Growing up, I remember when I first found the musical stylings of Simon and Garfunkel. Their sound, though certainly not new, was fresh to me. It was a nice break from the monotonous pop beats and the uni-themed country lyrics.
I remember one song that resonated deeply with me. A lonely teenager with family issues and self-image issues, I was drawn in to the lyric:
I’ve built walls,
A fortress deep and mighty,
That none may penetrate.
I have no need of friendship; friendship causes pain.
It’s laughter and it’s loving I disdain.
I am a rock,
I am an island.
I must admit, it was these lyrics and a deep devotion to Ayn Rand’s Objectivism that gave me any appearance of self-confidence throughout high school. Randian philosophy will have to take a backseat today, though I’m sure as I indulge in this public introspection it will undoubtedly rear its ugly head.
But how many of us are taught from an early age ideas similar to Paul Simon’s lyric? “People will let you down.” “Who needs enemies with friends like these?” Man, we have a depressing view of our fellow man. Men are taught that we do not cry and women are taught to not cry in public. The walls of our individual islands are practically built for us at an early age.
How do these walls affect us as we transition into adulthood? Well, for me, they meant walking away from my faith in God, isolating myself in the fantastical worlds of online gaming, and distancing myself from my family. As, by the grace of God, I found my way back to belief in Him, together we started chiseling away the bulwarks.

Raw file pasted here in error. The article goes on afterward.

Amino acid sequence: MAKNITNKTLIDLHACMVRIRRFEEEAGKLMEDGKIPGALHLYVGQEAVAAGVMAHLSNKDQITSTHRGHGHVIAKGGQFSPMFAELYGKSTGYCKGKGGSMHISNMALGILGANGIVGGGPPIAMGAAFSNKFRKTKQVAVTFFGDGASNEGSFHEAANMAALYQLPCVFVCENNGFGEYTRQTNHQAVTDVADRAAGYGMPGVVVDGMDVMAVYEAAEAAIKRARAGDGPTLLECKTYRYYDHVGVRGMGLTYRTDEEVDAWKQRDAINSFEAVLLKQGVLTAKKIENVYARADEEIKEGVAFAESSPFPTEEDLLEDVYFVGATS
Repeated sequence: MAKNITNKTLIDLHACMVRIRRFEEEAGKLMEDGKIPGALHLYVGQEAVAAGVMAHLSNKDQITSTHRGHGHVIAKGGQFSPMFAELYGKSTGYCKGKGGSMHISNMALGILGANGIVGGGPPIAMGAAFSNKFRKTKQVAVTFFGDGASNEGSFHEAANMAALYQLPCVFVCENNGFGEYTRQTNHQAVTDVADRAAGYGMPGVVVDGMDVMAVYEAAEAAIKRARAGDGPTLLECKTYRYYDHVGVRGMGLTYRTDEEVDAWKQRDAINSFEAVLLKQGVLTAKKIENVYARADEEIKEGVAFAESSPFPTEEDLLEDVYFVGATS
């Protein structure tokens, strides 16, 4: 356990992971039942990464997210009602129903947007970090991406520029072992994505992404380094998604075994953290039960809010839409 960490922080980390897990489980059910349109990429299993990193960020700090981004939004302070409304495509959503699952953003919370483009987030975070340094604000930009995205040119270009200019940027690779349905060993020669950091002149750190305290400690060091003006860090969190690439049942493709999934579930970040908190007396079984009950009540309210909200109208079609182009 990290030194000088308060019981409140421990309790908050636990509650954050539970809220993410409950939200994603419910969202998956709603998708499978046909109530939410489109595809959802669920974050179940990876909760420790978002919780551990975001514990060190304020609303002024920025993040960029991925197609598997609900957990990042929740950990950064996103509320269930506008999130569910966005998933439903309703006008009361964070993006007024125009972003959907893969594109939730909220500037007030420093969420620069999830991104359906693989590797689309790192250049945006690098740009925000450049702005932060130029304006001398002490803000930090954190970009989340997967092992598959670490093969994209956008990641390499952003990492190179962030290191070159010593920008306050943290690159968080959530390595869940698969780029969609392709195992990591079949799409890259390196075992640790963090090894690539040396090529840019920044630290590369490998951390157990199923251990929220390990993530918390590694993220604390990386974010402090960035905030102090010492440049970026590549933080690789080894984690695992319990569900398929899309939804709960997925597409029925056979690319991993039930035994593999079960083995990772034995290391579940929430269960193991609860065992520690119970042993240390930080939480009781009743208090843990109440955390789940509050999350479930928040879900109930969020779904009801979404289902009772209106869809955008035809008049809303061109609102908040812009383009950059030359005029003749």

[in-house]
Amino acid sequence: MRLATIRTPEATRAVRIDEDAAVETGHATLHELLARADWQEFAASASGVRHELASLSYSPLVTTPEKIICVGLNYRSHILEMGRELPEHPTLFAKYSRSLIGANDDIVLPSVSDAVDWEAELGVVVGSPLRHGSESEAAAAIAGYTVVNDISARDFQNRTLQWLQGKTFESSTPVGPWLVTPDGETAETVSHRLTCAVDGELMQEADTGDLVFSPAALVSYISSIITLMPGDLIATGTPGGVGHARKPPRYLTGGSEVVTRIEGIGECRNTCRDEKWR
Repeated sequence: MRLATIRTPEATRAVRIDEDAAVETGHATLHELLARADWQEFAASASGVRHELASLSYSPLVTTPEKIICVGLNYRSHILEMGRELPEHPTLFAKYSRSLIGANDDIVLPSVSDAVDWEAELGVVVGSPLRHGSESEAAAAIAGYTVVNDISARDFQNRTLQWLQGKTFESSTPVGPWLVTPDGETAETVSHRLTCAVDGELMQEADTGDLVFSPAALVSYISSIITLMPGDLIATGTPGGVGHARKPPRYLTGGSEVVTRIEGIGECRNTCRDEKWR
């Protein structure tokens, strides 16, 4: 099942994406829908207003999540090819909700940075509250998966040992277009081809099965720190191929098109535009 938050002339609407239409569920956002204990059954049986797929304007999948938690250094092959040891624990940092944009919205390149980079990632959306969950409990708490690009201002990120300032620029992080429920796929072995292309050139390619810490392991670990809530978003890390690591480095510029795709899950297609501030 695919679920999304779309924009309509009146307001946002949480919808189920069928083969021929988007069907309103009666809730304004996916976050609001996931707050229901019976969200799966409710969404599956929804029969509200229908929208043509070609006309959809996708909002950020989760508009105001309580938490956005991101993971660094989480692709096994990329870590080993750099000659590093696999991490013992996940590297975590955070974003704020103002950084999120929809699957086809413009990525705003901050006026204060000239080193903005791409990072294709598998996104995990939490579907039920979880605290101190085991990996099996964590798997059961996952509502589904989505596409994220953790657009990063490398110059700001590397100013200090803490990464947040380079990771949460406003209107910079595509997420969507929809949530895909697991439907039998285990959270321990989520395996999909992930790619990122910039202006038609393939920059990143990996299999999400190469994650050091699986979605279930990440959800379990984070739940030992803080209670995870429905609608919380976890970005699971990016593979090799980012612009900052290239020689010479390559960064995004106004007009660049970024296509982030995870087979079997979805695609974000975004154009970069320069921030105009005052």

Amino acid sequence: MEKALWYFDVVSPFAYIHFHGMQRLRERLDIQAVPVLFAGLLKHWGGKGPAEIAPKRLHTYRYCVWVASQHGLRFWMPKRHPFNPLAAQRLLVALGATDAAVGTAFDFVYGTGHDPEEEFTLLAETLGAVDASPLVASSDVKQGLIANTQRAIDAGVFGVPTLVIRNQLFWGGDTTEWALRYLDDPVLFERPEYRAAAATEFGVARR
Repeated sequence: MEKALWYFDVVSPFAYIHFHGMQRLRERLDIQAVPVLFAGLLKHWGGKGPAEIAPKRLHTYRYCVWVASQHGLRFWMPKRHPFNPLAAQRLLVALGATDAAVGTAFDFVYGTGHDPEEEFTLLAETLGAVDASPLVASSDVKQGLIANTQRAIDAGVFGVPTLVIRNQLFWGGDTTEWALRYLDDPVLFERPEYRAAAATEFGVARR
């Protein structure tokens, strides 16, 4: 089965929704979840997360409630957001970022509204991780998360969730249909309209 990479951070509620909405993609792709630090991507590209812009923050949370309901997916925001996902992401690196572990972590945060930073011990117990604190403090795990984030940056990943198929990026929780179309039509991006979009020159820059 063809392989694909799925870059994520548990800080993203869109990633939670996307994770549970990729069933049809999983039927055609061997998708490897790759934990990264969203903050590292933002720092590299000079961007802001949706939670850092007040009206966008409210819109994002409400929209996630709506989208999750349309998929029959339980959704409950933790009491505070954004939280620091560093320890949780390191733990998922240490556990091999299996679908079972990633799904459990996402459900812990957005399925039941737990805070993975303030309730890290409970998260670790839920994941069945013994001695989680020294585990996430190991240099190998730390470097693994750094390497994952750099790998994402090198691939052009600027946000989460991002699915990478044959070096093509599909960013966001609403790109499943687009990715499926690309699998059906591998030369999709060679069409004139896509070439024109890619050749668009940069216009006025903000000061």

Today, He has blessed me with a great wife, eshet chayim, amazing friends, awesome community, honest worship and study and a deep desire for Him. But society still puts barriers between us every day.
How often do I drive by a friend’s house and instinct tells me to pull in the drive and pick him up for a beer? The moment the thought enters my head, I remember all of the societal constraints placed on such spontaneous community, and figure he probably has something better going on anyway. So I go on past and sit at my local Starbucks hoping someone I know will wander by.
Even something that reminds me of someone in my life will cause me to long to be in community with them. I will see a model of a car one of my buddies drives. Anxious and hopeful, like an unashamed child opening a Christmas present, I peek into the window only to see an unfamiliar face with a bewildered expression staring at me. I really should stop sneaking around people’s cars.
I long for real community. Not the “I’ll see you next Sunday morning” community, but the constant presence of loved ones in a life lived in community with God. Dietrich Bonhoeffer writes in Life Together: “If you scorn the fellowship of the brethren, you reject the call of Jesus Christ, and thus your solitude can only be hurtful to you.”
I don’t know what is ahead of me, but whatever comes, I pray I will not face it without community around me. I don’t want to be an island anymore.
Have any of you seen something that reminded you of a dear friend and just had to call them or see them? If you didn’t, what stopped you? And how can we break down these societal barriers so true community can happen?